As for climate models, you make a good point: why *won't* climate scientists discuss it? I'm not a climate scientist (not a scientist at all, more an engineer in outlook and approach), so I can't say why you can't get a straight answer. I still think the geothermal contribution to the global energy budget is buried in the noise in the climate models, to such an extent that it's either not modeled as "insignificant" or modeled as a constant (which would be quite adequate given we're talking change on human time scales rather than geologic time scales). Possibly they won't discuss it with you because you're not a believer and they don't want to waste their time. (As they see it, and scientists can be stupid too.)

For fun, I looked at the explosion of Krakatoa in 1883, the first volcanic event I could easily find an energy estimate for. Tambora in 1815 AD was larger, Vesuvius 79 AD smaller, but I could find numbers for Krakatoa. :-) The estimates I'm finding are in the range of 6.5 to 8.5 x 10^17 joules released in the 4 explosions in 1883. That's a lot of energy, for sure. But in terms of the annual energy budget of the earth? Not so much. Here's my "cocktail napkin" calculation:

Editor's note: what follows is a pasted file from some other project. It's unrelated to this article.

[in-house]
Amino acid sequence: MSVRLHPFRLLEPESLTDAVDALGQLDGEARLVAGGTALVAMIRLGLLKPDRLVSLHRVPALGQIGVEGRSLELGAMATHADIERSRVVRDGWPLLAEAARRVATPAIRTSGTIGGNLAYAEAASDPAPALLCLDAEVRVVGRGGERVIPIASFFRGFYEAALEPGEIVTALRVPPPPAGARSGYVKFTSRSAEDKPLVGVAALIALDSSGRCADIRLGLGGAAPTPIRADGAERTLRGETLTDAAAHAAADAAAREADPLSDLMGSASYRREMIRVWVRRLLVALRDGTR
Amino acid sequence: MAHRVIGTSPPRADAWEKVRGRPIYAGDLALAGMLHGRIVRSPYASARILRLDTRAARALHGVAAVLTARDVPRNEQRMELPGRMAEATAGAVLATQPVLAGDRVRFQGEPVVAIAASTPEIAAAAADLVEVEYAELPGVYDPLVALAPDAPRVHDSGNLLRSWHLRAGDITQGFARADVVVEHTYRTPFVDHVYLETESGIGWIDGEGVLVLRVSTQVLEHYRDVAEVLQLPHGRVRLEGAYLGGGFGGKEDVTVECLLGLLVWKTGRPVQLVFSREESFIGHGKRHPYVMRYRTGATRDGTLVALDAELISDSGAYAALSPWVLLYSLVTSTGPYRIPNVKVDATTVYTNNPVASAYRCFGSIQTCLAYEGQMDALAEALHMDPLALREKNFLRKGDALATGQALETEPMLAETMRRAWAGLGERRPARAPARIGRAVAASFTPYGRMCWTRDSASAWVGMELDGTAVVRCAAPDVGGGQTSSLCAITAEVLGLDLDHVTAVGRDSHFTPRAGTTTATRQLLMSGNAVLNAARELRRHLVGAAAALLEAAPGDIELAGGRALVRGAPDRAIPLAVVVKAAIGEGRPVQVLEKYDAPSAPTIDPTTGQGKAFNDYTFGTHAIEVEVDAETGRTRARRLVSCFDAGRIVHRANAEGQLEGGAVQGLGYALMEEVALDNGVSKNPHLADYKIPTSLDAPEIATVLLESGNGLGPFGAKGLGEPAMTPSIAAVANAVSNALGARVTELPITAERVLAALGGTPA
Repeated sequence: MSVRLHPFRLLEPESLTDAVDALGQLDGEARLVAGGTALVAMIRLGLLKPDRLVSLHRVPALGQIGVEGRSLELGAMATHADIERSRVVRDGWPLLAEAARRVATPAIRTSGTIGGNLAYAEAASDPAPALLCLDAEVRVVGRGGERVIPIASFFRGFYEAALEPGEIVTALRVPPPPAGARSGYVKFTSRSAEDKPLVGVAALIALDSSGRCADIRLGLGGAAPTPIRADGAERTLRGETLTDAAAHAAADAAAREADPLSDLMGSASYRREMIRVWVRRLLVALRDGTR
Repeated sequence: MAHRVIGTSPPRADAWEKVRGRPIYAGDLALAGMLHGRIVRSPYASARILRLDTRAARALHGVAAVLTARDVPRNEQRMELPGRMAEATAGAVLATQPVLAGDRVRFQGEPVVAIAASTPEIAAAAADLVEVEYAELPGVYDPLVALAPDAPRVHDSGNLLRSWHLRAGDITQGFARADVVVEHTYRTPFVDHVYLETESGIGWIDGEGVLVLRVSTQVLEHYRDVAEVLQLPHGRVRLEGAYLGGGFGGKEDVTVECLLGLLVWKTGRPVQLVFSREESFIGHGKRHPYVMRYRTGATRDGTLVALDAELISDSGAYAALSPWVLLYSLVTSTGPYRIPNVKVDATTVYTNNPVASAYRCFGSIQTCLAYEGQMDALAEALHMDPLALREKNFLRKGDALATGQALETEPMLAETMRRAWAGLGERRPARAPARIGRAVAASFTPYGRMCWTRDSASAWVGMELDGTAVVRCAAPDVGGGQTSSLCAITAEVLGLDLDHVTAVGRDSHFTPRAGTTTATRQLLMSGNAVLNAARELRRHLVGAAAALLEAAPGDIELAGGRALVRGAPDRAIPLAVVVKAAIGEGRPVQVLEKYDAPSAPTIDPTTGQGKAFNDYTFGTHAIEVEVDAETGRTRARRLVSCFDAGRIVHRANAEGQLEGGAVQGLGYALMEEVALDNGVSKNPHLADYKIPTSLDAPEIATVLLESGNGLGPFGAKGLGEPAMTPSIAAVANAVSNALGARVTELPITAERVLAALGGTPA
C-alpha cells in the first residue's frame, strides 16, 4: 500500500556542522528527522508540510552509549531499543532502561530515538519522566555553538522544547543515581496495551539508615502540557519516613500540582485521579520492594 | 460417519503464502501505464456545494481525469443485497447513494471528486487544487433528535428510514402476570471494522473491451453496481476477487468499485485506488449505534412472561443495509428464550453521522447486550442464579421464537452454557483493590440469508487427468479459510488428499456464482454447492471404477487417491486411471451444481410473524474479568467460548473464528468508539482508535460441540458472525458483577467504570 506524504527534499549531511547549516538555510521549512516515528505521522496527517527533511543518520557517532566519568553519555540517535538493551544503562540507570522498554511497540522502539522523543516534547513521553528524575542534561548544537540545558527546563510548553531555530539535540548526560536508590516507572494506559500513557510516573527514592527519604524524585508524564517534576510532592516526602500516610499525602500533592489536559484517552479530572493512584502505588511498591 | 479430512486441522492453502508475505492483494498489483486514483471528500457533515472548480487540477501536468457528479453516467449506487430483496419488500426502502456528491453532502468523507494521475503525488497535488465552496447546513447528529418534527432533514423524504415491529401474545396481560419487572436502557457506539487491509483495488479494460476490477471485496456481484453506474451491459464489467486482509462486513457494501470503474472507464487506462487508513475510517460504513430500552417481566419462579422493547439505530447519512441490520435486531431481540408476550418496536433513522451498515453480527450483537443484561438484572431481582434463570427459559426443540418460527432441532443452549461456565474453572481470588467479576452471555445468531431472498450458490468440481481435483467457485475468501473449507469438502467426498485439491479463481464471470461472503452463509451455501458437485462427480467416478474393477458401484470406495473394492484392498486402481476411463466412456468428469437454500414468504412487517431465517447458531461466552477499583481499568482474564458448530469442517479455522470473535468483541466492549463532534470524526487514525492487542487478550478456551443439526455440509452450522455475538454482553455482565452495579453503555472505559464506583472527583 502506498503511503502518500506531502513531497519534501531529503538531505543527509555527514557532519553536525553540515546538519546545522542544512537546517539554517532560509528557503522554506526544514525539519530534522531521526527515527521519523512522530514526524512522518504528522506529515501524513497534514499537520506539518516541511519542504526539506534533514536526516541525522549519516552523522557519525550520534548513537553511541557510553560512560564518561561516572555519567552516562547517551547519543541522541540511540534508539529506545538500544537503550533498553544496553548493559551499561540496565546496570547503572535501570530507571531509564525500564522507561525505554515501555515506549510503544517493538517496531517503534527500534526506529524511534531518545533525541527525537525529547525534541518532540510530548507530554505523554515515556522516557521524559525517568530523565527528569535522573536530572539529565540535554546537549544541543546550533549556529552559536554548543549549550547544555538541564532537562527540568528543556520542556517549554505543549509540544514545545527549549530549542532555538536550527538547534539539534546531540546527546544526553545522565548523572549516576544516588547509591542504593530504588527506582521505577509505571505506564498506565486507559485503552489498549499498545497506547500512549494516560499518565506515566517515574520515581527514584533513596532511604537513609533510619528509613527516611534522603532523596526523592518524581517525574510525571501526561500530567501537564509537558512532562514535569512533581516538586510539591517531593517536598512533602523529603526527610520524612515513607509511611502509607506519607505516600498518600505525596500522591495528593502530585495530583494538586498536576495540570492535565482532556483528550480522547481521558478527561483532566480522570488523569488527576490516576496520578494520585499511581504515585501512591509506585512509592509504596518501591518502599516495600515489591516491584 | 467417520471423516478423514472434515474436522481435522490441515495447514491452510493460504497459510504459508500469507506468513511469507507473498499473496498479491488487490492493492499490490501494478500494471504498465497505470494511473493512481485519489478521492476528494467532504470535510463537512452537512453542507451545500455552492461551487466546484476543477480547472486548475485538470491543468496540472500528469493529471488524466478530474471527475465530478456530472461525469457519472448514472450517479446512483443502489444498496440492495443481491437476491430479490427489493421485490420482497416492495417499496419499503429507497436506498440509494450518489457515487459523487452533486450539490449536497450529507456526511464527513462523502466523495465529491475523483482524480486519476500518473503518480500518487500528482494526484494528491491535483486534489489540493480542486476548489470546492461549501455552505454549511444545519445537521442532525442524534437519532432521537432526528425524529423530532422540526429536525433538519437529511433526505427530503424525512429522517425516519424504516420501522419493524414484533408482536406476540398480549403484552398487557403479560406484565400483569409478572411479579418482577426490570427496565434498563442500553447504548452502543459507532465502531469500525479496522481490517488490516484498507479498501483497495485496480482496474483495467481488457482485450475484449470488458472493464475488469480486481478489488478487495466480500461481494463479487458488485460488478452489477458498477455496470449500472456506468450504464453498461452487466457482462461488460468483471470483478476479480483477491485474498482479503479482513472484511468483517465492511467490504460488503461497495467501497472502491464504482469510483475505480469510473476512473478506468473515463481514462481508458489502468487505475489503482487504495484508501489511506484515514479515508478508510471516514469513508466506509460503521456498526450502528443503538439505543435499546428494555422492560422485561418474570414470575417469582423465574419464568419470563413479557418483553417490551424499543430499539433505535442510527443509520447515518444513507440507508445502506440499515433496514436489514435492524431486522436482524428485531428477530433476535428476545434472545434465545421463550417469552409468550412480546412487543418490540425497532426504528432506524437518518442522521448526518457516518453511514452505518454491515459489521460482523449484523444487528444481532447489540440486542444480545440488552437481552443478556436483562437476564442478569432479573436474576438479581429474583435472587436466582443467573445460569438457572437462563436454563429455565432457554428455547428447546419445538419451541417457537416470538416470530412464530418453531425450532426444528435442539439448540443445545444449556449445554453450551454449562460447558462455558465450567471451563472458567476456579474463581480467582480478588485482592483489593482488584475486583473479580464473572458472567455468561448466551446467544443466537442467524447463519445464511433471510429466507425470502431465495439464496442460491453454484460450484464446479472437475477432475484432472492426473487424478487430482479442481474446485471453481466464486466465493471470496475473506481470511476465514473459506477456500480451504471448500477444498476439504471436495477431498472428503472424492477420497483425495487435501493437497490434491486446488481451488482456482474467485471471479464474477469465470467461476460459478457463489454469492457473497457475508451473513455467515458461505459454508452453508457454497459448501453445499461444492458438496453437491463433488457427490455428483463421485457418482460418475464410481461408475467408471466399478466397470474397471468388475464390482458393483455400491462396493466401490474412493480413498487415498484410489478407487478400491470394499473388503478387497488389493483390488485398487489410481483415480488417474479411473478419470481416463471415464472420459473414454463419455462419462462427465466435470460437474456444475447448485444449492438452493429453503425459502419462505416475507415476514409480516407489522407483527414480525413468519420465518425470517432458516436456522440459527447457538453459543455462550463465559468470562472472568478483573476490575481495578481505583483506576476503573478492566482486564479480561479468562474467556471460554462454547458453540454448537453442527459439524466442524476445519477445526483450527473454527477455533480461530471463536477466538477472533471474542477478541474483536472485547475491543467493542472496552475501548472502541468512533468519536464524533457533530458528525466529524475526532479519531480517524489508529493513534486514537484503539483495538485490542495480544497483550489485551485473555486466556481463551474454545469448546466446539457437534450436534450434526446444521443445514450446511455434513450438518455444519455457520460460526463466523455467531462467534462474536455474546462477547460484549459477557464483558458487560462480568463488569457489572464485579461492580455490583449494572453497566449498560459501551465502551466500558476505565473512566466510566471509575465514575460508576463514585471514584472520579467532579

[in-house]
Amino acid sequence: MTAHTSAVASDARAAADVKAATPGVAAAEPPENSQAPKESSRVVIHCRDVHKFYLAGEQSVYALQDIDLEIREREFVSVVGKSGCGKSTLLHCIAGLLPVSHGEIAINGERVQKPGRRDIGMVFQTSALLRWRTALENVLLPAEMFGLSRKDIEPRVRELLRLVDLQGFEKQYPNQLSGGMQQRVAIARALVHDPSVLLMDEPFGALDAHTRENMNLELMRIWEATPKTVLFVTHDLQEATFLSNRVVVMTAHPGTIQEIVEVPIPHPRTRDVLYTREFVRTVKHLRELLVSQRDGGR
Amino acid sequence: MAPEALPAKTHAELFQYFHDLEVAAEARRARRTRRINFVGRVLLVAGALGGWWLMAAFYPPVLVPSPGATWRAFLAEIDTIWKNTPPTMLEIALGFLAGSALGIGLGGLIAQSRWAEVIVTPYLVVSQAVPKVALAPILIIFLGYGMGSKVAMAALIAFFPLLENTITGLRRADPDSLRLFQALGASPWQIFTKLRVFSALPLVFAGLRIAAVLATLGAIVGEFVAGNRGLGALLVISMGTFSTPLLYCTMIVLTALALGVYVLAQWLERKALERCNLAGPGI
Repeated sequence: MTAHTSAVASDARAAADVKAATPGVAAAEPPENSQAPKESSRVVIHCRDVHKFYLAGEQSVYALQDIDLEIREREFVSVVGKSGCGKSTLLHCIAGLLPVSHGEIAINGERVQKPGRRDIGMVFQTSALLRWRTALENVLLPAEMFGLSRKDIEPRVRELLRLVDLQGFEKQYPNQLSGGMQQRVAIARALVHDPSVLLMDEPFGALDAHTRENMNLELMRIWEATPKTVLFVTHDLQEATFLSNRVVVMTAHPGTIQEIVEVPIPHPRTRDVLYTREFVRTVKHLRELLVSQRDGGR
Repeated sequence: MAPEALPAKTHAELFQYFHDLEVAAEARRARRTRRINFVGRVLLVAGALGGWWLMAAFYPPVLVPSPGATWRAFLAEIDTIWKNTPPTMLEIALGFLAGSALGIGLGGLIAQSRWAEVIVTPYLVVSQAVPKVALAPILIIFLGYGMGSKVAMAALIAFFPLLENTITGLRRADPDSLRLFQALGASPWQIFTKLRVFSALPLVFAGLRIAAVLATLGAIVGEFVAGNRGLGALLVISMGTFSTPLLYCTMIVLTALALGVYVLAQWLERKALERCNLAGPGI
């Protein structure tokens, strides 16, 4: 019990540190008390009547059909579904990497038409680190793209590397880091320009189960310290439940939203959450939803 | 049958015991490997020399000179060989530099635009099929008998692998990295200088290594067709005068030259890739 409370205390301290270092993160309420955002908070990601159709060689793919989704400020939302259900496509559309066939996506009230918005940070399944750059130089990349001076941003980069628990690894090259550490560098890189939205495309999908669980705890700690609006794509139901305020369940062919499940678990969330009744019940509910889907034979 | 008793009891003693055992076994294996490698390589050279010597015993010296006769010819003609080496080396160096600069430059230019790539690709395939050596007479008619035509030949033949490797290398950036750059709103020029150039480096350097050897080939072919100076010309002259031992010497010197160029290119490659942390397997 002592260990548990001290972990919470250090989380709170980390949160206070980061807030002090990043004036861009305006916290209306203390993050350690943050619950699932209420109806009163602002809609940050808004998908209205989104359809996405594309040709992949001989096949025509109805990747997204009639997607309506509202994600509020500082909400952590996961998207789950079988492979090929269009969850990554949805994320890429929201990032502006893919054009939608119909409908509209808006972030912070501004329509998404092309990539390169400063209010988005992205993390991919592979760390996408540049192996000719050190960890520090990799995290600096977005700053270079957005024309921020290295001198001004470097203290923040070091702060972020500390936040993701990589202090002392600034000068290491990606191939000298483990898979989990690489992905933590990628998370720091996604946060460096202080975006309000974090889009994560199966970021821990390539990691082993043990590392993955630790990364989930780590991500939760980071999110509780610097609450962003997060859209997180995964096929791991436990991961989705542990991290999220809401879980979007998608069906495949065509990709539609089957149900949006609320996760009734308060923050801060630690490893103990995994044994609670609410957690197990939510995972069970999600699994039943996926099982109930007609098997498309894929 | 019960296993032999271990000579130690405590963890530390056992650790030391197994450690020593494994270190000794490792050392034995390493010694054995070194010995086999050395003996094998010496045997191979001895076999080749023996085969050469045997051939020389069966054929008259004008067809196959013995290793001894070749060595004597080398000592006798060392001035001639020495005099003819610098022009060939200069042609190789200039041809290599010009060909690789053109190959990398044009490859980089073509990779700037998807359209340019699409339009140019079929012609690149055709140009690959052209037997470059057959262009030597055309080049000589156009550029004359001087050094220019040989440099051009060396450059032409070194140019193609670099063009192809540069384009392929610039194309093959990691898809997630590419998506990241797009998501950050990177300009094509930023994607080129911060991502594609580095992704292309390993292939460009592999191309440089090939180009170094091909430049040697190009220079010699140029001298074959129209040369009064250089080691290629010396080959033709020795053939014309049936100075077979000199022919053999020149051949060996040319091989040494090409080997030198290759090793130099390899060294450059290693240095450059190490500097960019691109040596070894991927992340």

Assuming: 8.5 x 10^17 joules (watt-seconds) for the 4 explosions of Krakatoa 44 terawatts (=4.4 x 10^13) for the geothermal contribution to the global energy budget 175 petawatts (=1.75 x 10^17) x .7 (1 - albedo) = 122.5 petawatts that isn't reflected and needs consideration

Total annual global energy budget = (1.225 x 10^17 watts) x 86,400 (seconds/day) x 365 (days/year) = 3.9 x 10^24 watt-seconds (3.9 yotta-joules!)

Annual contribution of geothermal to total annual energy budget = (4.4 x 10^13 watts) x 86,400 (seconds/day) x 365 (days/year) = 1.4 x 10^21 watt-seconds (joules)

Krakatoa compared to geothermal for 1883 = (8.5 x 10^17) / (1.4 x 10^21) = 6.1 x 10^-4 = .06%

So Krakatoa was about .06% of the total geothermal energy released for 1883 (and about .0015% of the total annual energy budget). Krakatoa was certainly much more energetic than your average volcanic eruption, and the number of eruptions can probably be assumed to be fairly constant over even human time scales, so my conclusion is that volcanoes are an insignificant source of energy contributed to the annual global energy budget (indeed, as I said previously, at .025% geothermal overall is insignificant since it's fairly constant). And to me this *is* obvious.